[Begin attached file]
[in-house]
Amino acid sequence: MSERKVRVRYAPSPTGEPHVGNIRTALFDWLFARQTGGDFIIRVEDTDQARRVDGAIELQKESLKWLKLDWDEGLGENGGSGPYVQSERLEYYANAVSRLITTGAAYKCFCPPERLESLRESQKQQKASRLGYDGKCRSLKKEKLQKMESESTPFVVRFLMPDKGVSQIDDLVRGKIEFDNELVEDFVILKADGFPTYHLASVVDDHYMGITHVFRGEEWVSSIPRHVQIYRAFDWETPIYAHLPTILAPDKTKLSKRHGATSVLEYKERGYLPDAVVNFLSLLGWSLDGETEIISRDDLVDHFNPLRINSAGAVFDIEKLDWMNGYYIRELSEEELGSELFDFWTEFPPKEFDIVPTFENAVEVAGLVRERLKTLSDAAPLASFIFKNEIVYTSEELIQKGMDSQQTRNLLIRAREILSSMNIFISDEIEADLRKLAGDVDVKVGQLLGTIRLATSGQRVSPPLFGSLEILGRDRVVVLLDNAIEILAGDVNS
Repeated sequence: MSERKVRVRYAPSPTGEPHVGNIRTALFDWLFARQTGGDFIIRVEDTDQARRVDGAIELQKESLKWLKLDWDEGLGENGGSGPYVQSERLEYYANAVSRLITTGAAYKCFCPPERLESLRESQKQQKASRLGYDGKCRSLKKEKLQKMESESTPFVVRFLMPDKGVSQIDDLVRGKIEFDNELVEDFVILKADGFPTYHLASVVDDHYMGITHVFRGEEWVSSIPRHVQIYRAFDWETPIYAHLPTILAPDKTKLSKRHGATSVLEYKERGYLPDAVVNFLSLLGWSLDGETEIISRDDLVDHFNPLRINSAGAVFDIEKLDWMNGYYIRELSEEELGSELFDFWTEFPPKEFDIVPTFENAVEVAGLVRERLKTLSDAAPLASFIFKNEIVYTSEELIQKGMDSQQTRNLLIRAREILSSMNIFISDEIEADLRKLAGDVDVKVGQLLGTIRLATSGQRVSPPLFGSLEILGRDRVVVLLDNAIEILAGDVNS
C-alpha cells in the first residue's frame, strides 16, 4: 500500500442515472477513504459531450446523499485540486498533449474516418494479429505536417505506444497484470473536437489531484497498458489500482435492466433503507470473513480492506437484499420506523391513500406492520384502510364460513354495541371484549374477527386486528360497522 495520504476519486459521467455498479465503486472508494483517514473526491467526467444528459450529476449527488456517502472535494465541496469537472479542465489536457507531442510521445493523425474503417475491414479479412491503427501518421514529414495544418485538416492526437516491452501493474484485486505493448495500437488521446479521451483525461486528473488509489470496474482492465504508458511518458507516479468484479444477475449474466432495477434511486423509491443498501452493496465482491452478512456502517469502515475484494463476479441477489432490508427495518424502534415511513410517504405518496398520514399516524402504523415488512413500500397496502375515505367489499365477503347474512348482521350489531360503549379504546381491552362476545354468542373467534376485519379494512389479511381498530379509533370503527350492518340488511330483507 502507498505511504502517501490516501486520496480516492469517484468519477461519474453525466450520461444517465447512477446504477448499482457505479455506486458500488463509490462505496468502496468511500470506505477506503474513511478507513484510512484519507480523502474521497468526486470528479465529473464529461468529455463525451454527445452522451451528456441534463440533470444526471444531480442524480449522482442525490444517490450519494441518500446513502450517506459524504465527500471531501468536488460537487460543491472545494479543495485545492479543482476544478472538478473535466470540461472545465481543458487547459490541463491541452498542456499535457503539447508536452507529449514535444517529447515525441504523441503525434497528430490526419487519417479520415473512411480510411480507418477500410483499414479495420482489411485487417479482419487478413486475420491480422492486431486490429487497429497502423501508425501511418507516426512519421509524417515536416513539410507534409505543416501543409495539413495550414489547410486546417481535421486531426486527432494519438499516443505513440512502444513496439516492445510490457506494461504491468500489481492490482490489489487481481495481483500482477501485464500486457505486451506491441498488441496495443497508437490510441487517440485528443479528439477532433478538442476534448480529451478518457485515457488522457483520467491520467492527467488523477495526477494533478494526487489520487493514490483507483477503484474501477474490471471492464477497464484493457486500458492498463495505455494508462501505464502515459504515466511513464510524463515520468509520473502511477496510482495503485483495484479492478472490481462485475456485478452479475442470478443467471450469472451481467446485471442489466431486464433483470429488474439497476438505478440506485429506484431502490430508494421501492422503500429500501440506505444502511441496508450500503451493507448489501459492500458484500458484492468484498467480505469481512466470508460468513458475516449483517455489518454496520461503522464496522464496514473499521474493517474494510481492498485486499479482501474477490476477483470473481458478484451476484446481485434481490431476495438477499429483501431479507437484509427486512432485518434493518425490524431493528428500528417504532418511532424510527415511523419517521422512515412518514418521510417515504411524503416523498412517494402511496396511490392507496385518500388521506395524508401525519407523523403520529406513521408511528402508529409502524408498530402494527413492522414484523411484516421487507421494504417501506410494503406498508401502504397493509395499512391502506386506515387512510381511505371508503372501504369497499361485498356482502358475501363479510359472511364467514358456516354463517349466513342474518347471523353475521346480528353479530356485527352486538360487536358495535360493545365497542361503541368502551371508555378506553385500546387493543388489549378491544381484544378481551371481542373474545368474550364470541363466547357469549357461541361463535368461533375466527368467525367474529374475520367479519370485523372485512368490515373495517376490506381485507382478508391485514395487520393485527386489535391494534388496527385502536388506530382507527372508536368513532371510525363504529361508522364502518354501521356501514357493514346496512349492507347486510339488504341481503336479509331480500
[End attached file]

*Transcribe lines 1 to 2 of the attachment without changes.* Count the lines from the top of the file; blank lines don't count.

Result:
[in-house]
Amino acid sequence: MSERKVRVRYAPSPTGEPHVGNIRTALFDWLFARQTGGDFIIRVEDTDQARRVDGAIELQKESLKWLKLDWDEGLGENGGSGPYVQSERLEYYANAVSRLITTGAAYKCFCPPERLESLRESQKQQKASRLGYDGKCRSLKKEKLQKMESESTPFVVRFLMPDKGVSQIDDLVRGKIEFDNELVEDFVILKADGFPTYHLASVVDDHYMGITHVFRGEEWVSSIPRHVQIYRAFDWETPIYAHLPTILAPDKTKLSKRHGATSVLEYKERGYLPDAVVNFLSLLGWSLDGETEIISRDDLVDHFNPLRINSAGAVFDIEKLDWMNGYYIRELSEEELGSELFDFWTEFPPKEFDIVPTFENAVEVAGLVRERLKTLSDAAPLASFIFKNEIVYTSEELIQKGMDSQQTRNLLIRAREILSSMNIFISDEIEADLRKLAGDVDVKVGQLLGTIRLATSGQRVSPPLFGSLEILGRDRVVVLLDNAIEILAGDVNS